Economic sanctions put on Russia by Western nations in recent months have cost the country $40 billion and, alongside plummeting oil prices, have edged Russia toward a recession. But Russian President Vladimir Putin's government shows no signs of halting its ongoing involvement in neighboring Ukraine, largely because such policies have proven wildly popular with the Russian public. Until that changes, the Russian government will likely maintain its course despite growing economic pressures.

“It depends how long it will take before the public gets fed up,” said Jeffrey Mankoff, deputy director of the Russia and Eurasian program at the Center for Strategic and International Studies. “It’s hard to really tell at this point because there have been so many mixed signals. On one hand, there’s been rhetoric that they won’t bow to foreign pressure, but then on the other hand, we see Putin and his colleagues saying they want negotiations to end conflict.”

Russian state economists on Tuesday said Russia’s economy is expected to shrink by 0.8 percent in 2015. It would be the first recession for Russia since 2009. Only 40 percent of Russian’s feel optimistic about the economy, but Putin remains overwhelmingly popular with Russians. His approval ratings as of last week were at 85 percent, down from a record high of 88 percent in September.

His popularity tends to spike when he makes bold moves, according to the Telegraph. Putin’s ratings skyrocketed from an all-time low of 61 percent in November of last year to thier current high mark after Russia allegedly began supporting pro-Russian separatists in Ukraine’s east, annexed Crimea in southern Ukraine and bucked Western sanctions.

The sanctions were enacted over three major rounds in March, April and July of this year. The first round mostly targeted Putin's inner circle of political allies and business allies. The United States, European Union and their allies froze these individuals' bank accounts and blocked their travel. The second round expanded that list of individuals. The third round in July had the most significant impact: It restricted transactions by the five largest banks in Russia and blocked transactions by defense firms and energy firms.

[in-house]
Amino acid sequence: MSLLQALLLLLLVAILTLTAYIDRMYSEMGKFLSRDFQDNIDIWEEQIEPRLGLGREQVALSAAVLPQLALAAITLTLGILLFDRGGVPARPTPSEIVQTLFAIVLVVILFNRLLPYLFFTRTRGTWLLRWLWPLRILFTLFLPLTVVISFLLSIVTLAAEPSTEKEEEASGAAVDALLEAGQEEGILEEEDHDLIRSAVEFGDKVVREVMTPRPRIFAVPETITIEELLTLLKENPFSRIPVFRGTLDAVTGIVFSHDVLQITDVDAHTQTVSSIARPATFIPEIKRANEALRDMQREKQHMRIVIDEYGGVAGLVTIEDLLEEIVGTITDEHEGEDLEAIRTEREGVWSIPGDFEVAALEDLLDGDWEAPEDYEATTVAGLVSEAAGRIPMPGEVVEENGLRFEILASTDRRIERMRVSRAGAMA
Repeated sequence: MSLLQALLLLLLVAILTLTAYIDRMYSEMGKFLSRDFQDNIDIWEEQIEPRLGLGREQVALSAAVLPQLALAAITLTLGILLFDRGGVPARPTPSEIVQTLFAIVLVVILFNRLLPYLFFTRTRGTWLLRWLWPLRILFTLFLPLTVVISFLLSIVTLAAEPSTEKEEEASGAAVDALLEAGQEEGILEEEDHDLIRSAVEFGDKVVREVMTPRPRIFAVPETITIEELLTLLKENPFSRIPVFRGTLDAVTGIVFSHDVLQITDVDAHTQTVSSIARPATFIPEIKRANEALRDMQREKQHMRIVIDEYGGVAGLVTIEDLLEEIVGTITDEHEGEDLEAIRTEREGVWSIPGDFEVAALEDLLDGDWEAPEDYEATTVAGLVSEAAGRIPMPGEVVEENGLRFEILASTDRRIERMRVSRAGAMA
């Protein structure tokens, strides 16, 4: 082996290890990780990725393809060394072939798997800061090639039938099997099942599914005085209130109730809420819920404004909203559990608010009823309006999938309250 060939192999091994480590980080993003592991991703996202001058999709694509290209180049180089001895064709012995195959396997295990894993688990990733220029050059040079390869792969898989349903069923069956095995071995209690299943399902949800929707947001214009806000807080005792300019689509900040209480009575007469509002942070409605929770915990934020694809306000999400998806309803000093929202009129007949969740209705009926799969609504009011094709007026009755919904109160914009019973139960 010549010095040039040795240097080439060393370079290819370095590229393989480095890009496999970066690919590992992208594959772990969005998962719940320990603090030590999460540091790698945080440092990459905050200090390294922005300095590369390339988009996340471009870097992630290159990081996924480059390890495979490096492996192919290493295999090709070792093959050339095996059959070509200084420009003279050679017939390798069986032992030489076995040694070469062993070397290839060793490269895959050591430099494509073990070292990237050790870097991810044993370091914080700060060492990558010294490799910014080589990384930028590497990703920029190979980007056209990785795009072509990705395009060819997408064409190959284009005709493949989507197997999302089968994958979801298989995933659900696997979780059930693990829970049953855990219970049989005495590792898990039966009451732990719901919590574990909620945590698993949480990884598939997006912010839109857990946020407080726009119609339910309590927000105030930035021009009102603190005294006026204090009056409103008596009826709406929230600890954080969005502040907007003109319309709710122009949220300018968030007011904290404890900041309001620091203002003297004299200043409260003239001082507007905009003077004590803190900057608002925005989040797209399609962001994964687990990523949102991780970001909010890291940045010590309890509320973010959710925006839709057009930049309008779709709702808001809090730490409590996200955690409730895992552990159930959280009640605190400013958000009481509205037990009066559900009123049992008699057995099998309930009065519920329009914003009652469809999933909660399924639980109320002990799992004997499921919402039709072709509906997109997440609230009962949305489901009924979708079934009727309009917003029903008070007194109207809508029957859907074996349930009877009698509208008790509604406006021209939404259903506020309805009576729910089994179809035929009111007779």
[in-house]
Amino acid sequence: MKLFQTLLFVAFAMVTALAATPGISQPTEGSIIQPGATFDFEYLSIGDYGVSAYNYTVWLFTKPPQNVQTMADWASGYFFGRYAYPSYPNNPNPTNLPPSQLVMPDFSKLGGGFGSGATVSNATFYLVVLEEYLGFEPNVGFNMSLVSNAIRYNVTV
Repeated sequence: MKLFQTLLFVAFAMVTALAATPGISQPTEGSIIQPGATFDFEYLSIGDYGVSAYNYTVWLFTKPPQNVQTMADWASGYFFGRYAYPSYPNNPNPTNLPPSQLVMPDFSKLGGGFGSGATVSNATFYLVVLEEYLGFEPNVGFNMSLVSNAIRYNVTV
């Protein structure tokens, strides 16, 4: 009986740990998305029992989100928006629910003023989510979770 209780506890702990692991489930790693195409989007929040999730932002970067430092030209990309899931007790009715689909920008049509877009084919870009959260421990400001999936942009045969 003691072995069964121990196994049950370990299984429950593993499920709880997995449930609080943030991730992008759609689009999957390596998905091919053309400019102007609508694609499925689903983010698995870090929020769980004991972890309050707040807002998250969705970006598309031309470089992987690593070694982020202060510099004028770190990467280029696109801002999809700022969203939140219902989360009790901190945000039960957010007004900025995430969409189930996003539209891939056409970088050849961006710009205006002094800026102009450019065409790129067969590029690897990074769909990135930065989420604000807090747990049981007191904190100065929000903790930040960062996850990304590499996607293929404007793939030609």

By September, Maksim Oreshkin, head of Russia's Finance Ministry, predicted the sanctions could cost Russia up to 2 percent of its GDP by year-end. A U.S. State Department official said Secretary of State John Kerry will discuss further sanctions with his EU counterparts this week.

Russian officials are pressing their European and American counterparts to drop the sanctions in the interest of the world economy. Russia is Europe’s largest supplier of energy, and some EU representatives share the concern that more sanctions would plunge their own states into economic trouble.

Bowing to Western pressure would be “completely inconceivable” for Putin, Eurasia Group President Ian Bremmer said on CNBC’s “Squawk Box” on Tuesday. “This is what is behind all his approval ratings,” he said. “It’s behind who he now is as a leader.”

In fact, with falling oil prices having more than twice the negative economic impact on Russia’s economy compared with the sanctions, Putin and his government may try to shore up their popularity by diving further into the Ukraine crisis, according to Bremmer: “I think that lower oil prices simply squeeze him harder, pushing him further into a corner.... He feels he has to fight as a consequence.”

In recent months, Putin has made moves to diversify Russia's business abroad to countries outside of the EU. He signed a gas deal with China in early November and signed a gas deal with Turkey Monday that would route the controversial South Stream gas pipeline away from EU states siding with their bloc's sanctions. Russia played it as a loss for Europe, indicating that even if the sanctions continue to have an effect on its economy, Putin won't back down.